We used to believe light was a wave, then we discovered it had the properties of a particle that we call a photon. Now we know it, like all elementary quantum objects, is both a wave and a particle!
She had imagined explosions. Her mind had conjured images of what it might look like – a thousand shards of shattered starlight; Rainbows of seven billion colours; The eye of God glaring down directly at her; Utter darkness as the universe spontaneously ceased to be.
But instead all she got was a low beep, as the machine finished the simulation. With a sigh, she opened her eyes to check the readout. It was just the same as expected. There was no change at the destination.
The experiment was totally simple in premise and massively complicated in execution. Two groups of particles suspended magnetically field within separate vacuums. The mass of each group was being carefully measured. In an ideal world, when she pressed the button the mass of the first group, the source, would decrease. The mass at the destination would increase, thus proving a possible method for quantum teleportation of larger and larger objects.
“Why did I even bother?” She felt like throwing her arms up and screaming. The culmination of a decade of research and billions of dollars in investment, and the result it gave was the same as ever. Of course, no experiment worked perfectly the first time. Alter the variables, try again. That’s what scientists had done for five thousand years, right?
Taking a deep breath, she adjusted the parameters, then checked the readout on several other instruments to see if the environment was the same. It took a quarter of an hour before she could run it again. This time, she kept her eyes open and fixed on the readout. Decrease at the source, but no increase at the destination. Since there was no increase at the destination, there was no teleportation. The mass at the source was probably being lost as typical radiation.
Third time’s the charm, she told herself.
It was not.
Four is a special number, right? The first square number. She told herself. By the eighth try, she wasn’t bothering with the one-line pep talks anymore. This wasn’t the kind of experiment where she could plug in a thousand numbers and let the machine run them one by one. Every attempt required dozens of calculations. Her head was pounding. Stress and late nights and mental exertion all took their toll.
Things used to be so simple. Take a bath and you’re the greatest scientist of the age. Throw a rock, and there’s your thesis. Now it’s all trying to prove that things we can’t see can do things we can barely imagine.
Normally, there should’ve been an entire team to support her, but they were all down sick. Some virus or other they had all caught. That’s what leaving the lab and actually having a social life got you, she supposed. No way to postpone the experiment either, with the University breathing on their necks, so here she was, carrying out the most important experiment of her life all by herself.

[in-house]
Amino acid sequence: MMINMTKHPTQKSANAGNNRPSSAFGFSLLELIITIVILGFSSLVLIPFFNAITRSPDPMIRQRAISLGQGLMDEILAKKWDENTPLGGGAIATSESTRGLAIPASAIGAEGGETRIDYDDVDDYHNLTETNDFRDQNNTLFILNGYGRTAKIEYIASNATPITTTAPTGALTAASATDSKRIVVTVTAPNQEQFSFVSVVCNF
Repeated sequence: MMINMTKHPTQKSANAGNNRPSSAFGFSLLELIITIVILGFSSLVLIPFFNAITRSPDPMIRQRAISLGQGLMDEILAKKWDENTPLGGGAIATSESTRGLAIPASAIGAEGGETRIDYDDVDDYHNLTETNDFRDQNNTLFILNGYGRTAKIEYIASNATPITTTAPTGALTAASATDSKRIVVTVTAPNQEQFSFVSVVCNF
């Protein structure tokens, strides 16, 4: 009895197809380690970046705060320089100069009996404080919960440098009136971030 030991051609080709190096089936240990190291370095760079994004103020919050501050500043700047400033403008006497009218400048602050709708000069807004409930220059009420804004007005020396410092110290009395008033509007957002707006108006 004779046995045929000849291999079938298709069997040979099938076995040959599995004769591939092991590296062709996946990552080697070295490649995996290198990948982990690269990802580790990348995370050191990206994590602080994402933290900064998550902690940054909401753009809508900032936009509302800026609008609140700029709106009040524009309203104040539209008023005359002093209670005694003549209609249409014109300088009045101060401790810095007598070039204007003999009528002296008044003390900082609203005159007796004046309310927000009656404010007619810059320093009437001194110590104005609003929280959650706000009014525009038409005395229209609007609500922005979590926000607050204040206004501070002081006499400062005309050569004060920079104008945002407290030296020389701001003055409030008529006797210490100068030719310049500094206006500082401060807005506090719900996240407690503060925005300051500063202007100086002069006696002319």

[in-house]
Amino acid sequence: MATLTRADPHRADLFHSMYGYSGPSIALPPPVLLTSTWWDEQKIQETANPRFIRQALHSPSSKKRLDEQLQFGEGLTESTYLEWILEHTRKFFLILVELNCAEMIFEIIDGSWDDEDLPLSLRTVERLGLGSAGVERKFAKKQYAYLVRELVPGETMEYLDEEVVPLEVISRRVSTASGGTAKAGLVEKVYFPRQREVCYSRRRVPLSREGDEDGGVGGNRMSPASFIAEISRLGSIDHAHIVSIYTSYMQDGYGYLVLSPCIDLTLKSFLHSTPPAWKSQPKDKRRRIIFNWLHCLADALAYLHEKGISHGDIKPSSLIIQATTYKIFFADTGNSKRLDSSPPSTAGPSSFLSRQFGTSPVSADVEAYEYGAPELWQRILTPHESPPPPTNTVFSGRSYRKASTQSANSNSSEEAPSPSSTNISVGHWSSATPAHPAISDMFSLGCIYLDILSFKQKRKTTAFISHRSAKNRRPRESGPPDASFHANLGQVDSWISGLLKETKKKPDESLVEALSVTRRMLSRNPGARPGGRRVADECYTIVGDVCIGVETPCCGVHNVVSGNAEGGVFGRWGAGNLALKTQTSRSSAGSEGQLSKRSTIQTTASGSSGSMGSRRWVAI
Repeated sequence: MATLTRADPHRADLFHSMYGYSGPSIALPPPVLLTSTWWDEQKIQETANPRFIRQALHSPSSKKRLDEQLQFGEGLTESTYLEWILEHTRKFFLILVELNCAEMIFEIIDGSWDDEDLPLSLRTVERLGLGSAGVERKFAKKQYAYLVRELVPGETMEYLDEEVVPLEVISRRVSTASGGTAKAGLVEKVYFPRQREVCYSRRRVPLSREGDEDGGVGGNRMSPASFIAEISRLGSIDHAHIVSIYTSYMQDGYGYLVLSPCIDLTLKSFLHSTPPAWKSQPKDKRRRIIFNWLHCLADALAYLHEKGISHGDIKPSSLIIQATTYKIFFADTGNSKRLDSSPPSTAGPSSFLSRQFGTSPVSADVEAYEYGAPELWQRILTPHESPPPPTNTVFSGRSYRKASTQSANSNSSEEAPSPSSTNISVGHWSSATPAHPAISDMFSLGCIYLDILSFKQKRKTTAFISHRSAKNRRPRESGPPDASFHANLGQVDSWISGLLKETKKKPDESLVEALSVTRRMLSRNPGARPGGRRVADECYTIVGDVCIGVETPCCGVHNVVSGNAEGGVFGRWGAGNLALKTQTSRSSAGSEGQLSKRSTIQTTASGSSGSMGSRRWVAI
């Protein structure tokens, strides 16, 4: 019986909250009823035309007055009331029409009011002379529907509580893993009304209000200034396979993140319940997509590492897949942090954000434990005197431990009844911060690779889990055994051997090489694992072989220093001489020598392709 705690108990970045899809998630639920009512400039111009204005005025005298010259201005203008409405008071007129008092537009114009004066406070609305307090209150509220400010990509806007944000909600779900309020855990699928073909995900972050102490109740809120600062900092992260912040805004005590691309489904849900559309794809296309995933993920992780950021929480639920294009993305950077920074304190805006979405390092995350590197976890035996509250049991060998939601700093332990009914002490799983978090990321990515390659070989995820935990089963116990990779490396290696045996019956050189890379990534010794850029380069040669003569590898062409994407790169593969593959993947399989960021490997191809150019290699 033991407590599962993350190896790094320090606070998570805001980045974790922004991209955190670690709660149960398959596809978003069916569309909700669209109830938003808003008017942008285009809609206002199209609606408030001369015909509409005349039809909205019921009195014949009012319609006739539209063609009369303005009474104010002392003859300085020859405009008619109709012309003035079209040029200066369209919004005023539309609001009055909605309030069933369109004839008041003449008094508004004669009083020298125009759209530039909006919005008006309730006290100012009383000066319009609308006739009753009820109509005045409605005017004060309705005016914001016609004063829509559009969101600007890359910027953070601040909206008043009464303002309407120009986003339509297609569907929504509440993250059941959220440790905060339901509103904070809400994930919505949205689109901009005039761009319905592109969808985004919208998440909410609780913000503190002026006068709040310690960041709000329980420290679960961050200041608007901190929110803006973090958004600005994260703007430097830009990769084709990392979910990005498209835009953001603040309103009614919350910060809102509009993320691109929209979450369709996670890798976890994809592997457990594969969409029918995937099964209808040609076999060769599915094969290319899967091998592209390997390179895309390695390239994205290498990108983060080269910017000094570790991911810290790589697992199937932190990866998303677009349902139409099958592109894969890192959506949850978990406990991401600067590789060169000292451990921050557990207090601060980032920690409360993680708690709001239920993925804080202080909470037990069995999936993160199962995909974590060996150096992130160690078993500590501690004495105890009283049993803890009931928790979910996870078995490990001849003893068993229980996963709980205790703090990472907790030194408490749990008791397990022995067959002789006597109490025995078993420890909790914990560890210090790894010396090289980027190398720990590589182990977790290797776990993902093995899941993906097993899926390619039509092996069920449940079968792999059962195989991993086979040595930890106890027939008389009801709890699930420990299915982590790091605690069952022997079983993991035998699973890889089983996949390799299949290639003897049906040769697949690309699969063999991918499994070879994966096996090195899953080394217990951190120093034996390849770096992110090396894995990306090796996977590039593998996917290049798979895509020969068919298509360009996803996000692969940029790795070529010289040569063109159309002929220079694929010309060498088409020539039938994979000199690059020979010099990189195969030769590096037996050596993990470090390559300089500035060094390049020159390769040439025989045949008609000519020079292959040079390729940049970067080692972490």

Maybe I need a break. Just a small one. Refresh my mind, approach these calculations from a different angle.
She picked up a hot steaming mug of coffee – instant, of course, because who had the time to run down to a coffee shop? It nearly burned her tongue, but she needed the wakefulness that came with the heat.
Turning back to the console, she promptly dropped the mug.
The console had beeped. The reading had changed.
Her mind went into overdrive. How? She hadn’t activated it since the last run a few minutes ago. An error? There was no way the instruments could be showing an error. Everything had been calibrated to perfection. She’d seen to it herself! A delayed reaction? Possible, but unlikely. None of the theory supported it.
She checked the reading carefully. The mass at the destination had increased. Except… there was no corresponding decrease in mass at the source. There was no way that could happen. Had she just… created matter?
She was about to tear her hair out in frustration when there was another beep. The reading changed again. Another increase in mass. Her mind went haywire.
How? How? How?
She ran back to the desk, pulling out papers and feverishly checking each and everyone one of them. A time-delay. It has to be! I must have missed something! Everything checks out and nothing checks out!
Even as she went through the papers over and over again, the machine beeped four more times. Each increase in mass was equal. On the seventh beep, there was a much bigger increase. She switched tracks. If the theory did not support the results, then a new theory was needed. She just had to work backwards. She jotted down every change on a piece of paper. There would be a pattern.
Small. Small. Small. Small. Small. Small. Large. Small. Small. Small. Large.
I’ve seen this before! As a child, she and her mother would tap messages to each other through the walls of their adjoining rooms. She had seen it in a movie and gotten fixated on it. It was such a cliché thing to do – exchanging ‘good nights’ with morse code.
She kept jotting it down. At long last the beeps stopped. Once she was sure there would be no further changes, she looked down at the paper.
H e l l o.
A communication! From where?
No matter how much science one believes in, sometimes leaps of faith were necessary. She took one, there and then. It came from elsewhere, she decided. The particles at the source aren’t turning into radiation. They’re actually being teleported! They’re slipping away beyond.
Everyone claims teleportation isn’t possible in this universe.
But what about others?
She sat down, and began to write a message.